Both men have long pedigrees at Condé Nast.
Before serving as publisher of GQ, Mitchell was vice president and publisher of Condé Nast Traveler, and before that he held the same position at Details and Wired. Mittman previously served as vice president and publisher of Wired, a position he took up in 2009, after being named associate publisher since 2006. Condé Nast will announce a new publisher for Wired in the near future.
Both publishers also have their work cut out for them. While possessing some of the most prestigious, high-profile brands in the business, neither title is immune to the broader trends affecting the magazine publishing industry, including slumping ad pages and stagnant or declining print readership.
According to the Publisher’s Information Bureau, in the first quarter of the year (the most recent quarter for which PIB data are available), Vanity Fair’s ad pages slipped 4.6% to 358, while GQ was flat at 227.
Vanity Fair’s newsstand sales slid 11.8% from 252,651 in the first half of 2013 to 222,735, leaving overall circulation flat at 1.22 million, per the most recent figures from the Alliance for Audited Media. Over the same period GQ’s total circulation slipped 2.1% from 964,264 to 943,676, due to an 18.8% drop in newsstand sales, from 160,095 to 130,046.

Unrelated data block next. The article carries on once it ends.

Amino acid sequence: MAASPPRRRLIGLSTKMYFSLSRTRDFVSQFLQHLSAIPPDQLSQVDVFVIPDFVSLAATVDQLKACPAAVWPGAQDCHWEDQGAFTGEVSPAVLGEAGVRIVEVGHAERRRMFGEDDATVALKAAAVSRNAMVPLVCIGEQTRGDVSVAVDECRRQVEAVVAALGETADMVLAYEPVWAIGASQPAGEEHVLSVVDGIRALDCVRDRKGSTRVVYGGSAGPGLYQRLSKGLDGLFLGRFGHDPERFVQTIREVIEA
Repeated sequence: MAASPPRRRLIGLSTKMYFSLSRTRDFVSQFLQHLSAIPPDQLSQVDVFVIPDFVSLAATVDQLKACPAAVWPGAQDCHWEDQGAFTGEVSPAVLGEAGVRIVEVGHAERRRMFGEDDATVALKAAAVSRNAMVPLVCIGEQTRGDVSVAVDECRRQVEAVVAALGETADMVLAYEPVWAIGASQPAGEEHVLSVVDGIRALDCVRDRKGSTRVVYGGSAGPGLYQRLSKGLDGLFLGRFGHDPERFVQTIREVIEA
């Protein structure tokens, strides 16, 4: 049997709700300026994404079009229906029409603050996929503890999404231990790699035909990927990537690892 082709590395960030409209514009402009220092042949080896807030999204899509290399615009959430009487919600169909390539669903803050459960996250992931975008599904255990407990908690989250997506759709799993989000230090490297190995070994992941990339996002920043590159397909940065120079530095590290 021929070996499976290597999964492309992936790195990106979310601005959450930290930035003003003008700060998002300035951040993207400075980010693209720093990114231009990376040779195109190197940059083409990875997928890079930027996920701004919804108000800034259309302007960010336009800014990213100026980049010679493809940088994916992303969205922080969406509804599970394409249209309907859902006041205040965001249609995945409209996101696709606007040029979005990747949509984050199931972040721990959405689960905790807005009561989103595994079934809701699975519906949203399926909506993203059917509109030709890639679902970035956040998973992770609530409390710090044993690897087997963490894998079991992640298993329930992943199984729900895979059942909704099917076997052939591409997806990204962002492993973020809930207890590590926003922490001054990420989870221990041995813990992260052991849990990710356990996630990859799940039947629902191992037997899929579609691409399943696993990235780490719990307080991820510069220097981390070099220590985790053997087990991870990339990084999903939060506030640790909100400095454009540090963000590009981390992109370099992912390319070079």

By the same token, both titles have been aggressively pursuing digital strategies intended to lessen their dependence on legacy print readership and revenues, including an array of new digital video offerings. For example in the fourth quarter of this year, Vanity Fair is planning to launch a new series on Discovery Communication’s Investigation Discovery, called “Vanity Fair Confidential,” consisting of documentary-type features further exploring some of the magazine’s famous investigative journalism.
However, it hasn’t all been smooth sailing for Condé Nast’s overall video strategy. According to a recent report in Capital New York, some editors feel sidelined in the production process. Citing unnamed sources within the company, CNY said Condé editors believe the business side has dominated video production, resulting in “spotty,” “off-brand” or just sub-par content. Examples included GQ’s first slate of programming last year, which was felt on the editorial side to be off-target for the magazine’s brand.